Today we’re going to talk all about what an antagonist is in literary fiction and explain why it’s important to have one to create conflict in your story.
Newton’s third law of physics states that for every action, there is an equal and opposite reaction – for every force, a force to counteract it. This is as true in the art of writing fiction as it is in the exercise of the physical sciences.
Antagonists Create Conflict in a Story
An antagonist is defined as someone or something who opposes the protagonist. Antagonists challenge the protagonist and create conflict in the story.
In order to write a convincing story, it’s always important that you have conflict which is resolved. An antagonist is a character who can help you add tension and conflict to your story.
If the protagonist is there to advance their own causes, then the antagonist is that force counteracting them, be it a person, place, or thing.
More often than not, the antagonist is sometimes viewed as the “Bad Guy” in a story. But before it gets confusing, let me make one thing clear – the antagonist is not always a villain. Villains are a class of antagonists, but not the whole category. I’ll address this more in an upcoming article on How to Write a Good Villain.
While protagonists provide readers with the main source of forward momentum in a story, the antagonist is equally important in providing a source of conflict.
A story that cruises through from beginning to end without an obstacle isn’t a very believable tale – and not a very enjoyable one to read.
Every good story needs at least one good antagonist, or possibly more, and the considerations when creating one (or several) are fundamentally the same as when you create your protagonist.
The antagonist needs to have a real reason to be in conflict with the protagonist. Maybe they were rivals in school or former business partners who fought over money.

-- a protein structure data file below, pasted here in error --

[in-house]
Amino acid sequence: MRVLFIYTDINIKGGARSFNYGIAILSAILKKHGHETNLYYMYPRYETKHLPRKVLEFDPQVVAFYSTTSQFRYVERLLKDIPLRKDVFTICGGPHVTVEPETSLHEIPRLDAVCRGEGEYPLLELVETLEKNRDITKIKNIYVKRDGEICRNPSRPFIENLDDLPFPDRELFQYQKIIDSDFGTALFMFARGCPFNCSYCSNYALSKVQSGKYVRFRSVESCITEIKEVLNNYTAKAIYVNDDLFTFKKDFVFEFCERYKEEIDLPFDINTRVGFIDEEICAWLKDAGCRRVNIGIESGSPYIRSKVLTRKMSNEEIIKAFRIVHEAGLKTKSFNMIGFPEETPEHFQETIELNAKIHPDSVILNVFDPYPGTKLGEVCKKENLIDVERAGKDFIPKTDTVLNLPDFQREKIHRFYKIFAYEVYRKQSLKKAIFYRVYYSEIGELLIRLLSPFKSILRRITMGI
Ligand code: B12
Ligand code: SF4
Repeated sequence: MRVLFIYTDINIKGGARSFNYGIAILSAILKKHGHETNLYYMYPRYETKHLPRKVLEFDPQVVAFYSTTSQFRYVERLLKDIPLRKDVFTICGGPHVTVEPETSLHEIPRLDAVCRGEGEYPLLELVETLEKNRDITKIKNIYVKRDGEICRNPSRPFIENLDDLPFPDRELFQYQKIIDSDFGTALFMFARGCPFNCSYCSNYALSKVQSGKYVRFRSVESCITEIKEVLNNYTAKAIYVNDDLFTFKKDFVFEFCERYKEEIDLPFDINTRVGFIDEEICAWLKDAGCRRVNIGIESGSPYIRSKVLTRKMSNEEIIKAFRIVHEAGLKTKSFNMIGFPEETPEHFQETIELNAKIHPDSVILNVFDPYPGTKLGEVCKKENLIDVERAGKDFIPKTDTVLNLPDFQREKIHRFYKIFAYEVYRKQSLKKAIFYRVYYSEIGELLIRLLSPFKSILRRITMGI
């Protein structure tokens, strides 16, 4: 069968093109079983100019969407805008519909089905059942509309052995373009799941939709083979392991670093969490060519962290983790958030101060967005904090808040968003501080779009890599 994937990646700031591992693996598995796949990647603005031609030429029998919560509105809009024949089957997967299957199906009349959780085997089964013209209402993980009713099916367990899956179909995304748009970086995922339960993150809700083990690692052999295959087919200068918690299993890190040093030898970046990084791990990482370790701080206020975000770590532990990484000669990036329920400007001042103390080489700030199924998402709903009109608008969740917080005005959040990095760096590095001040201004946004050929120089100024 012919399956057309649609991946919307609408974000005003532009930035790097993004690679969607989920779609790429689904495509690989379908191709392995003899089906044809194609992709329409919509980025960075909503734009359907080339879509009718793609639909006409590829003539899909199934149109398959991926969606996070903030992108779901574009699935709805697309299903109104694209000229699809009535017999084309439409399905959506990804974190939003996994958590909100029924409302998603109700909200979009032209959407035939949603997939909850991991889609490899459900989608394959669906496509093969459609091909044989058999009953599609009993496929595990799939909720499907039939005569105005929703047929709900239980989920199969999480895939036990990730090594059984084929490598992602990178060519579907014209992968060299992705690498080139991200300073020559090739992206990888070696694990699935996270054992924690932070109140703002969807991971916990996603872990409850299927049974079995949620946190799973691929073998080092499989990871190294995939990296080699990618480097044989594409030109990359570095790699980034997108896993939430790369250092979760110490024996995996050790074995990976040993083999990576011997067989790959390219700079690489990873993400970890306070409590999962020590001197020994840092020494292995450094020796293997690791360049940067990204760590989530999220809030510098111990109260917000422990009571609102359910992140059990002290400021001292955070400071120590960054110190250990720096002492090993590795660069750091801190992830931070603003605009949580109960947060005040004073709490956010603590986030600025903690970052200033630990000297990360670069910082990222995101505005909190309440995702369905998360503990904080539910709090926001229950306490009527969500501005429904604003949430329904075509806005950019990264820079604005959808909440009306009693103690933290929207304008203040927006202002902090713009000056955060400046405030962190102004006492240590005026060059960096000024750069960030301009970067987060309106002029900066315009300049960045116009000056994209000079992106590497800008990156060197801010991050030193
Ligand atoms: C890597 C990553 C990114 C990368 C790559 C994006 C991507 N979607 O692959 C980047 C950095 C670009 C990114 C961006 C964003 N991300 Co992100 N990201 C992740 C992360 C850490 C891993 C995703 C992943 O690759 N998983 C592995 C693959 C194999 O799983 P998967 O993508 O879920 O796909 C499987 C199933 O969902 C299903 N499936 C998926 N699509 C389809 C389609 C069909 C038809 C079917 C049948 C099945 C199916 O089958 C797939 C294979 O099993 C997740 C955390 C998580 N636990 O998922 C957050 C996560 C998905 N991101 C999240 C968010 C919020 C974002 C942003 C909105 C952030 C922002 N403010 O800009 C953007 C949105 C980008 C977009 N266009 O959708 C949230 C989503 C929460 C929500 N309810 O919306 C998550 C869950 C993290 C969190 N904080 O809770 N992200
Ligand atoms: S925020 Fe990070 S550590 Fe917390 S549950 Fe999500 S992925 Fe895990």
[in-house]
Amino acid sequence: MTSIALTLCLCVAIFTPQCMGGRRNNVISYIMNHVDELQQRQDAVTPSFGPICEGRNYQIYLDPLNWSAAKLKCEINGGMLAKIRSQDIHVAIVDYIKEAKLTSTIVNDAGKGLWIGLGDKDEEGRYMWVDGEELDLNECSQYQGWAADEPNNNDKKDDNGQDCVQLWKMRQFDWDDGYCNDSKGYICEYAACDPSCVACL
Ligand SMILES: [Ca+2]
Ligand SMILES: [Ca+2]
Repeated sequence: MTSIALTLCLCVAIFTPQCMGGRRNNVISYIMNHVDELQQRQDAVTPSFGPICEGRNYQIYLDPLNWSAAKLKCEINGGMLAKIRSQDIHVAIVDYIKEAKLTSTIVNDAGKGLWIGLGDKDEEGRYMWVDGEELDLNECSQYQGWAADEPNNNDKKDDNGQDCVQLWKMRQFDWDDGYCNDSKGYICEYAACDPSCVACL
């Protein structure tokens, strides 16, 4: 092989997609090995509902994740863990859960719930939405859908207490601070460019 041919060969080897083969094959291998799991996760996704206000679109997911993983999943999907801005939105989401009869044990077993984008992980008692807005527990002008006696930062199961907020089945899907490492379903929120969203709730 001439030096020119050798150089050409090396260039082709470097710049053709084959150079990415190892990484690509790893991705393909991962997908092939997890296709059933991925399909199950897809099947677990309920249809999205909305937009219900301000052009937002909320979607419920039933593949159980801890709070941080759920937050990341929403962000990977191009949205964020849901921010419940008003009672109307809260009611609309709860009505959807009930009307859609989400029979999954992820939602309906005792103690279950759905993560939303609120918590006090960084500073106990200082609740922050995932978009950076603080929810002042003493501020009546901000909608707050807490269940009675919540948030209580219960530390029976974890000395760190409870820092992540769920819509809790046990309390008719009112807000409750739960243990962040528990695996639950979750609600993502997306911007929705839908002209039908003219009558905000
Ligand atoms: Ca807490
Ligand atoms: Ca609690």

Understand that while the source of conflict is important, it doesn’t have to be so severe that the protagonist and antagonist are full-on enemies.
There should be palpable tension between them and the reason for the conflict should be made apparent at some point in the story.
How much time the antagonist gets on stage depends on how important they are to the protagonist.
The main antagonist should be given almost as much time as the protagonist. The main antagonist is the primary source of conflict, so their relationship with their counterpart needs to be explored thoroughly. Smaller obstacles get less time on stage.
How many antagonists you need to plan for depends entirely on you, your story, and the kinds of antagonists you want to use.
A short story should ideally have only one active antagonist. There simply isn’t enough space for you to tell too many tales. My recommendation is that this rule stay true all the way up to a novella (fewer than 50,000 words, but more than 20,000). Novels (and serial novels) lend themselves better to having multiple active antagonists.
Types of Antagonists and Examples
There are two essential types of antagonists. One is active – they seek to disrupt the path of the protagonist. The other is passive – they obstruct the path of the protagonist, but only because they exist within their path already.